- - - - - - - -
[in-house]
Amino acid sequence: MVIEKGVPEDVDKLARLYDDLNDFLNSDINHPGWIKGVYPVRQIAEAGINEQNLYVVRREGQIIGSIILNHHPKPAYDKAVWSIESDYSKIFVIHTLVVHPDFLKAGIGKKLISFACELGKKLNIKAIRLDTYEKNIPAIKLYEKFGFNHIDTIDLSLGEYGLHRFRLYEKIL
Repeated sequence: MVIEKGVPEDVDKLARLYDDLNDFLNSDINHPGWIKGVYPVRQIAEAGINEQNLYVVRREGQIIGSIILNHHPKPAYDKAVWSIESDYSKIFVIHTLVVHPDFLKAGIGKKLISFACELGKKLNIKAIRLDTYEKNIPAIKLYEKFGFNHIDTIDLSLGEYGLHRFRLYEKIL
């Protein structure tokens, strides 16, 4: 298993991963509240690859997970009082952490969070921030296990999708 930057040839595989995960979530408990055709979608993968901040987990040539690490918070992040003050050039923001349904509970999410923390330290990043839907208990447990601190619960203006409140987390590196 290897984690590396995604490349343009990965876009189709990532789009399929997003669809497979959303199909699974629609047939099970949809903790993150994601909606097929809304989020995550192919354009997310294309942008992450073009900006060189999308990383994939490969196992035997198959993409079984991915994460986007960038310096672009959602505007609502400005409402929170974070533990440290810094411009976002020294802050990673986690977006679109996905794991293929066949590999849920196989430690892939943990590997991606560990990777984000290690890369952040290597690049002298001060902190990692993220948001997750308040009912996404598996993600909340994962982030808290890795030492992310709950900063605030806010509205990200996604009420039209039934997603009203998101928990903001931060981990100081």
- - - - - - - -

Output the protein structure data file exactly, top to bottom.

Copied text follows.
[in-house]
Amino acid sequence: MVIEKGVPEDVDKLARLYDDLNDFLNSDINHPGWIKGVYPVRQIAEAGINEQNLYVVRREGQIIGSIILNHHPKPAYDKAVWSIESDYSKIFVIHTLVVHPDFLKAGIGKKLISFACELGKKLNIKAIRLDTYEKNIPAIKLYEKFGFNHIDTIDLSLGEYGLHRFRLYEKIL
Repeated sequence: MVIEKGVPEDVDKLARLYDDLNDFLNSDINHPGWIKGVYPVRQIAEAGINEQNLYVVRREGQIIGSIILNHHPKPAYDKAVWSIESDYSKIFVIHTLVVHPDFLKAGIGKKLISFACELGKKLNIKAIRLDTYEKNIPAIKLYEKFGFNHIDTIDLSLGEYGLHRFRLYEKIL
């Protein structure tokens, strides 16, 4: 298993991963509240690859997970009082952490969070921030296990999708 930057040839595989995960979530408990055709979608993968901040987990040539690490918070992040003050050039923001349904509970999410923390330290990043839907208990447990601190619960203006409140987390590196 290897984690590396995604490349343009990965876009189709990532789009399929997003669809497979959303199909699974629609047939099970949809903790993150994601909606097929809304989020995550192919354009997310294309942008992450073009900006060189999308990383994939490969196992035997198959993409079984991915994460986007960038310096672009959602505007609502400005409402929170974070533990440290810094411009976002020294802050990673986690977006679109996905794991293929066949590999849920196989430690892939943990590997991606560990990777984000290690890369952040290597690049002298001060902190990692993220948001997750308040009912996404598996993600909340994962982030808290890795030492992310709950900063605030806010509205990200996604009420039209039934997603009203998101928990903001931060981990100081």